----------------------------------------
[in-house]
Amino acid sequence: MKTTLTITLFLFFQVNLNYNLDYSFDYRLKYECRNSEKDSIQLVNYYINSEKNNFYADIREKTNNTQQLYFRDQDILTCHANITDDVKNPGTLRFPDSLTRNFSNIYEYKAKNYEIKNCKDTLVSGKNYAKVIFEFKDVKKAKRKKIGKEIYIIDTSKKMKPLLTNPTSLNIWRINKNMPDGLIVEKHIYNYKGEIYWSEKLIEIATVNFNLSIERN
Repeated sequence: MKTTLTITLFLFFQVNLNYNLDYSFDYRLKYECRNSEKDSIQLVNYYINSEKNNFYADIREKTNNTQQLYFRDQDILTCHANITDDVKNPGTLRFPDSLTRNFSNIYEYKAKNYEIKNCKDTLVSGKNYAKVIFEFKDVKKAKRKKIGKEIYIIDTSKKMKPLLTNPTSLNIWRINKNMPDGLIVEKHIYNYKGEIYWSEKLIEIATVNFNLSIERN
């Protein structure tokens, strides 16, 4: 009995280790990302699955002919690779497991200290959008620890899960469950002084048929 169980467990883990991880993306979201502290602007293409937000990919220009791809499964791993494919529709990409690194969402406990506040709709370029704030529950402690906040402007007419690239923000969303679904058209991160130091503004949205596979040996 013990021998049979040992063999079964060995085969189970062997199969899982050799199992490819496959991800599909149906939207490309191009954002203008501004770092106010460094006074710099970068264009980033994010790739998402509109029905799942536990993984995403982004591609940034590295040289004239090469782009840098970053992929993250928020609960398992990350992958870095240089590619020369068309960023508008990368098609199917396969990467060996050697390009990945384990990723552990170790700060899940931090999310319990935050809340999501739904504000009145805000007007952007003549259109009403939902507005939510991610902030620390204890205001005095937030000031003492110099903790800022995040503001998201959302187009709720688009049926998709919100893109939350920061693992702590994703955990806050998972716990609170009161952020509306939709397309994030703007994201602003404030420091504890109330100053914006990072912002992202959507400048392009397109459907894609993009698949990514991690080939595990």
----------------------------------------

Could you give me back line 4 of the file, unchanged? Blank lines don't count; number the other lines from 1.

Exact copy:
């Protein structure tokens, strides 16, 4: 009995280790990302699955002919690779497991200290959008620890899960469950002084048929 169980467990883990991880993306979201502290602007293409937000990919220009791809499964791993494919529709990409690194969402406990506040709709370029704030529950402690906040402007007419690239923000969303679904058209991160130091503004949205596979040996 013990021998049979040992063999079964060995085969189970062997199969899982050799199992490819496959991800599909149906939207490309191009954002203008501004770092106010460094006074710099970068264009980033994010790739998402509109029905799942536990993984995403982004591609940034590295040289004239090469782009840098970053992929993250928020609960398992990350992958870095240089590619020369068309960023508008990368098609199917396969990467060996050697390009990945384990990723552990170790700060899940931090999310319990935050809340999501739904504000009145805000007007952007003549259109009403939902507005939510991610902030620390204890205001005095937030000031003492110099903790800022995040503001998201959302187009709720688009049926998709919100893109939350920061693992702590994703955990806050998972716990609170009161952020509306939709397309994030703007994201602003404030420091504890109330100053914006990072912002992202959507400048392009397109459907894609993009698949990514991690080939595990």